Editor’s note: We revisit this commentary from 2010 in honor of the publication of Diabolique, which plays as part of our Criterion Collection titles under the “Vengeful Women” theme this week and next.
1. ‘I got old the way women who aren’t actresses get old.’
An actress who loses her looks should not be a matter of distress for a critic, unless she loses her talent or a limb along with them, but Signoret’s rapid descent from siren status has always drawn comment. The up-all-night beauty of the prostitute in La Ronde, one of her first major hits, can barely be glimpsed in the exhausted Resistance operative of Army of Shadows nineteen years later. Yet the latter film (directed by Jean-Pierre Melville) also revealed that Signoret’s acting, always good, had only deepened.
Blunter than most was David Thomson in A Biographical Dictionary of Film (1975 edition): “Gallantry cannot conceal the thought that few women, so dazzling at thirty, have faded so much by fifty.” And reading that entry, few women can conceal an ungallant thought such as, “Hey, Mr. Clooney, at least Signoret started out gorgeous.” Still, Thomson may be grasping an actual point by the wrong end. There’s something heroic in a woman—Brigitte Bardot, Anita Ekberg, Marianne Faithfull—who takes great beauty, smokes it down to the filter and grinds it out under her sole.
Refusing to preserve beauty tells society—tells men—that the thing valued above all in a woman is what should be discarded, and not the woman herself. Perhaps Thomson isn’t wrong to write of the “cinematic tragedy” of Signoret’s lost loveliness as though it were a personal affront; in a sense, it is.
2. ‘What the American audience—particularly older moviegoers—responds to in Signoret is not so much her talent but her moral authority as a woman.’
Signoret attracts a diverse group of fans. “In my memory, no actor or actress had Truth with a capital T and with more selflessness than Simone Signoret,” says the actor Michael Moriarty, in a lovely ode to this most famously left-wing of actresses that is intercut with an anti-Obama philippic.
“I suppose it is fair to say that I fell hopelessly in love with Simone Signoret the very first time I clapped eyes on her in a modest Ealing film called Against the Wind…I placed her then on the very peak of her profession, and as far as I am concerned she has never budged from it,” said Dirk Bogarde.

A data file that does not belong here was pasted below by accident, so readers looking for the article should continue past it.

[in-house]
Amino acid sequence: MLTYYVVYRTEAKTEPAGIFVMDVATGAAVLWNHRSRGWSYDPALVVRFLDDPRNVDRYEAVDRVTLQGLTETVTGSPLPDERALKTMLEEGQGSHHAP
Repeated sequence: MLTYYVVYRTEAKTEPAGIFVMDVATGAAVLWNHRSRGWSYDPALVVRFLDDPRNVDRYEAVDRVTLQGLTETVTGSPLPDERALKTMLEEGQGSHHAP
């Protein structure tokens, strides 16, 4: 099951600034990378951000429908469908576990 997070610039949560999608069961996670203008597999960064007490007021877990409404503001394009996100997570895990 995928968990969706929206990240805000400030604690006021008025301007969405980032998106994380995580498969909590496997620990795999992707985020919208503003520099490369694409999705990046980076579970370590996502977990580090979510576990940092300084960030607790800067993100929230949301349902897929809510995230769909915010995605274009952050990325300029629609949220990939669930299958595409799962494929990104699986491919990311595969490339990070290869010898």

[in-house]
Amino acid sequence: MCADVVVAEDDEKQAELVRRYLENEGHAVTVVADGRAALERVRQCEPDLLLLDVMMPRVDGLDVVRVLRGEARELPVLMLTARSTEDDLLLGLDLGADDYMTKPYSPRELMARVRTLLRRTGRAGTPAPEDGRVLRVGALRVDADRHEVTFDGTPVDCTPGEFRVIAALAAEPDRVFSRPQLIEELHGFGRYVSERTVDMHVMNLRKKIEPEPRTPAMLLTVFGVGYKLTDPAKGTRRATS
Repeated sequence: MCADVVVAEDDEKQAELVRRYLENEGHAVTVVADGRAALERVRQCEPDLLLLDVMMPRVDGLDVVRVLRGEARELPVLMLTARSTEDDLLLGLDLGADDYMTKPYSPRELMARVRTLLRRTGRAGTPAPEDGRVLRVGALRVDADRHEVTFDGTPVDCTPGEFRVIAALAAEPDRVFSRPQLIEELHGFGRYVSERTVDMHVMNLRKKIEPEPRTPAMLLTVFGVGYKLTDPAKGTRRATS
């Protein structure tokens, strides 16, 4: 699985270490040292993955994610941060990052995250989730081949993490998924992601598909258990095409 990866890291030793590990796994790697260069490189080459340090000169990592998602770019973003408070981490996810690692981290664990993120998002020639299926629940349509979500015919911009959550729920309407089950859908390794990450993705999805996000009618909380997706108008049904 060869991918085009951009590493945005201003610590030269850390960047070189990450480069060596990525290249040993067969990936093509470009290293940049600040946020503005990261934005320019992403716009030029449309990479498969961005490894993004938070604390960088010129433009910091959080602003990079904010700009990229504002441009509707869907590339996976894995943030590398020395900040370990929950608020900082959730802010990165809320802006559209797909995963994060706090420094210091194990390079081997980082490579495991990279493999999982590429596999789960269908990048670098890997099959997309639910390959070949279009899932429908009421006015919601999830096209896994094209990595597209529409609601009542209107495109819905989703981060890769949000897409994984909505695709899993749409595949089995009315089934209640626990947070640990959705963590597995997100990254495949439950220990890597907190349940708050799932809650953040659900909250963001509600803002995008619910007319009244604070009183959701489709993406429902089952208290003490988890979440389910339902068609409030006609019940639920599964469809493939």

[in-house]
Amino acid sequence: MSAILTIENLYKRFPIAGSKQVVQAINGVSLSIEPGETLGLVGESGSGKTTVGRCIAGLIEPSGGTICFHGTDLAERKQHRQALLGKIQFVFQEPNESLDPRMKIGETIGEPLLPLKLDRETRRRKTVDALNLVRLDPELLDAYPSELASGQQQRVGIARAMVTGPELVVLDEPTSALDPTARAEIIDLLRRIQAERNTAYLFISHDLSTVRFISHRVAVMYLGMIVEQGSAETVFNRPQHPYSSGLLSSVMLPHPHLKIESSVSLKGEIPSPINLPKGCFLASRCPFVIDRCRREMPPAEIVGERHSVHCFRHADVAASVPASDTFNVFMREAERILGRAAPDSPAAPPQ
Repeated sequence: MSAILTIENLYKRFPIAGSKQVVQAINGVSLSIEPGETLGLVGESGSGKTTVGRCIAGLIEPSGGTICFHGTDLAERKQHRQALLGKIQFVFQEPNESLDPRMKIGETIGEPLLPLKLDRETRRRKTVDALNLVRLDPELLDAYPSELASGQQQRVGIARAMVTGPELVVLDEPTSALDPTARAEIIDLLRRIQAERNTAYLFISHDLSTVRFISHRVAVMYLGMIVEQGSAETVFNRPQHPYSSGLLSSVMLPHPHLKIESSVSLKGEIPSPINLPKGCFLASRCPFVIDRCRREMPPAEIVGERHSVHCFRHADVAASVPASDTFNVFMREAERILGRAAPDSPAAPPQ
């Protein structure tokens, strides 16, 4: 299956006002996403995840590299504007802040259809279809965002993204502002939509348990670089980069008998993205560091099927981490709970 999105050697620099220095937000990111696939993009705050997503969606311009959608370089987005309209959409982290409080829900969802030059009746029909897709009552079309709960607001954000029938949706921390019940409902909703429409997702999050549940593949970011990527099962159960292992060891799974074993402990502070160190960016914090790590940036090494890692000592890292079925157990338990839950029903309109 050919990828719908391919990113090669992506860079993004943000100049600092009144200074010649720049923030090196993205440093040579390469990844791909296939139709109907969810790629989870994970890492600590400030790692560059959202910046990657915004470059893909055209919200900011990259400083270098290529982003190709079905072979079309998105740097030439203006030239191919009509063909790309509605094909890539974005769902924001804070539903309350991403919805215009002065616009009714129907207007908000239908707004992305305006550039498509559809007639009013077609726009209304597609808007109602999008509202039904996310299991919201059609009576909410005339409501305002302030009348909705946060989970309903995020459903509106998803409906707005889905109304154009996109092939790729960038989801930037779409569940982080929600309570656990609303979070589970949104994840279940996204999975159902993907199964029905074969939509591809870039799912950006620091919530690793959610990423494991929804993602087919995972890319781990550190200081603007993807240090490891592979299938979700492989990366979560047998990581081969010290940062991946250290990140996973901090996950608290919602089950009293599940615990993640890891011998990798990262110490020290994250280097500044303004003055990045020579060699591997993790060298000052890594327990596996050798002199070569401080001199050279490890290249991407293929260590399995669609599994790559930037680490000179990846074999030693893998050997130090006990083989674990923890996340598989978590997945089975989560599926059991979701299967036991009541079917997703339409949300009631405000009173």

3. ‘I do not have a life of celebrity. You know, I was given roles to play, I was happy and I ate my fill, there is nothing else to say.’
Throughout her career Signoret’s face, alluring and dissipated, with its slightly slanted eyes and wide mouth, seemed to hint at a ravenous hunger for sex. In fact, in the early films in particular, it was quite the opposite—it was sex being used to stave off hunger, as she frequently played prostitutes. “Even on those occasions when she was not taking money for it,” wrote David Shipman, “her love was illicitly sought.” Before La Ronde, one of her early parts of substance was in Dedee d’Anvers, set in an Antwerp whorehouse. After La Ronde, she had her best role in Casque d’Or as another lady of the evening; in Jacques Becker’s superb love story she went from careless to heartbroken without a single false note.
4. ‘She never knew to what degree I never detested her, and how thoroughly I had understood the story that was no one’s business but ours, the four of us.’
—Simone Signoret on her husband Yves Montand’s affair with Marilyn Monroe
Signoret fills almost fifteen pages of Nostalgia Isn’t What It Used to Be, her autobiography, with warmly forgiving thoughts on Monroe, the married sex symbol who slept with Montand. In life Signoret was no delicate, easily bruised gardenia. In her films, however, again and again, she plays women undone by love. She won her Oscar, the first to go to a woman who had never made an American film, as the housewife used then scorned by Laurence Harvey’s ruthless climber in Room at the Top.
Together with Oskar Werner, she was the main reason to watch Stanley Kramer’s Ship of Fools, as their hopeless lovers, in Shipman’s words, “acted the rest of the cast below decks and out of sight.” In Henri-Georges Clouzot‘s Diabolique, for once Signoret herself manages a string of betrayals, but escape eludes her, as it almost always does. In Army of Shadows, she chooses love for her daughter, fatally, over love of country. In a film full of wrenching ends, hers is the most painful of all.
5. ‘So I had said yes and then later had said no to Therese Raquin, and…in the very well kept files of Marcel Carne, I was surely classified as ‘that pain in the ass who doesn’t know what she wants.’’
Therese Raquin belongs to Marcel Carne’s later period; Signoret had a bit part in his Les Visiteurs du Soir and described him as “the emperor of cinema,” walking down a row of extras and saying “You can go, you can go…” Signoret stayed, and years later she accepted the role in the updated Zola on condition that Carne direct.
It’s a role that combines almost all of Signoret’s qualities. Her seething decorum as she walks around her domestic cage shows the knowledge that a parasitic husband will steal her beauty and energy even more surely than time. She embraces Rafe Vallone for the first time not in a frenzy of pent-up lust, but like a weary woman finally sinking into a bath.
In her best scene in the movie, and one of the greatest of her career, Signoret spoon-feeds her paralyzed, voiceless mother-in-law (played by Sylvie, one of the few actresses ever to overplay a scene merely by not blinking). As she does, she pours out her rage over the people who chained her to a life of drudgery and demanded that she be grateful for it. Signoret almost never escaped, it is true; but for her, struggle itself was triumph.
Farran Smith Nehme blogs about movies at The Self Styled Siren, and is co-host of For the Love of Film Noir: The Film Preservation Blogathon.